Sweden-based Sol Voltaics has unveiled SolInk, a nanomaterial that the company says can increase the efficiency of crystalline silicon or thin-film solar modules by 25% or more.
Sol Voltaics' strategy revolves around two fundamental technologies: gallium arsenide nanowires, thin strands of material that constitute the active ingredient in SolInk, and Aerotaxy, a process for producing nanowires created by company founder and Lund University professor Lars Samuelson.
SolInk uses less than a gram of nanowires, enabling module manufacturers to make commercially feasible, high-efficiency gallium arsenide solar modules or multi-junction solar modules combining gallium arsenide and crystalline silicon, Sol Voltaics explains. SolInk also enables light concentration without the use of optics or mechanical components.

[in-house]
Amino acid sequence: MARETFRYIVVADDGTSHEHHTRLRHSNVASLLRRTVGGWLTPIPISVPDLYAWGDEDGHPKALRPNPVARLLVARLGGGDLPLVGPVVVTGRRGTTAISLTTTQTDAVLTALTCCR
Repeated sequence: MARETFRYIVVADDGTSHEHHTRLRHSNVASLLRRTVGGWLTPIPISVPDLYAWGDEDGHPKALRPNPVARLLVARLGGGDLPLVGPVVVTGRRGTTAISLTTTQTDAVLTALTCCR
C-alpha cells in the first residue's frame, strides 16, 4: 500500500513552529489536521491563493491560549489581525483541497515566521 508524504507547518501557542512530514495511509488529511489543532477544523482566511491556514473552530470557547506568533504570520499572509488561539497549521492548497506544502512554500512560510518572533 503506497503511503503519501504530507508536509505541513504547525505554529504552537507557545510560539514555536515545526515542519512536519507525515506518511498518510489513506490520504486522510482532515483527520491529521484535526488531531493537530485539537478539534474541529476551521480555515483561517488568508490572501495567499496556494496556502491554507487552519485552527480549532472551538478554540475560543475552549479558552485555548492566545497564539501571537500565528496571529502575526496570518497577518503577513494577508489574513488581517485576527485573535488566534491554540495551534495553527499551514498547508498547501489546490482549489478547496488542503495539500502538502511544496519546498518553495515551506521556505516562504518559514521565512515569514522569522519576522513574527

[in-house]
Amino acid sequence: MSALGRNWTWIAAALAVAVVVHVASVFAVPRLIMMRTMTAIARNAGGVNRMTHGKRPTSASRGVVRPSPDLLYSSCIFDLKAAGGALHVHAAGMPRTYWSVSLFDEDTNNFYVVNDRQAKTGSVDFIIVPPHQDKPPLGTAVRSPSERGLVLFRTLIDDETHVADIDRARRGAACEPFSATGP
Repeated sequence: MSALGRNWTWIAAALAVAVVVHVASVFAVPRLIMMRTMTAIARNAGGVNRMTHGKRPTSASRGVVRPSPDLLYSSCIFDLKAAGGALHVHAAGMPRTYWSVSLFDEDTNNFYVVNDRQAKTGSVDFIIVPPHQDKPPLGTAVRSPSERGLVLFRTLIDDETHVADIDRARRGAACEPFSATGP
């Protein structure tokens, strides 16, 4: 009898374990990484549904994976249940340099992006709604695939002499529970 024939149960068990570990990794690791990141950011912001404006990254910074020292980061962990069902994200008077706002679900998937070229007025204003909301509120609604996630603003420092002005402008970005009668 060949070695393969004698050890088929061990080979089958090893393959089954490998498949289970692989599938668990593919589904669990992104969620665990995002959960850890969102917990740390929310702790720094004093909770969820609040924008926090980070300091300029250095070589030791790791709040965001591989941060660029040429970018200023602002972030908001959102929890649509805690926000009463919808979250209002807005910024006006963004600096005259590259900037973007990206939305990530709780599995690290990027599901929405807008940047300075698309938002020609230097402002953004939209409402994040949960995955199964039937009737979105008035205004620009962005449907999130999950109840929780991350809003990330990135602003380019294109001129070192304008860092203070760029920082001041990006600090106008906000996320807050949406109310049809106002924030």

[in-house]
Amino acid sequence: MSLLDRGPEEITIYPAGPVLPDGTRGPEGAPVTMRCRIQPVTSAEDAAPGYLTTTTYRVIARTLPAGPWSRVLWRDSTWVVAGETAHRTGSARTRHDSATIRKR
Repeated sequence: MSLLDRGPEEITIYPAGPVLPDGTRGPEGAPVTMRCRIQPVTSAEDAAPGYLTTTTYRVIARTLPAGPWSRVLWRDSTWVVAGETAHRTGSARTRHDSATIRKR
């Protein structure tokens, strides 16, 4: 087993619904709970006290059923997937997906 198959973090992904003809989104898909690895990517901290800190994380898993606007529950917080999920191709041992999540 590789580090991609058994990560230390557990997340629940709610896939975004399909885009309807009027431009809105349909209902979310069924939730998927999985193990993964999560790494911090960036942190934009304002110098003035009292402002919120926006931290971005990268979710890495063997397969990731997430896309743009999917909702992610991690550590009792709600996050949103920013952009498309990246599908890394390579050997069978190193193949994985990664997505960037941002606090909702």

Rather than produce modules or sell capital equipment, Sol Voltaics will produce and sell SolInk to solar cell and module manufacturers. A single, relatively small manufacturing facility will be able to provide megawatts worth of materials to module makers worldwide, the company explains. Module manufacturers likewise will be able to integrate new materials into their products without replacing existing production lines.
Sol Voltaics anticipates producing functional solar cells with gallium arsenide nanowires for demonstration by the end of the year.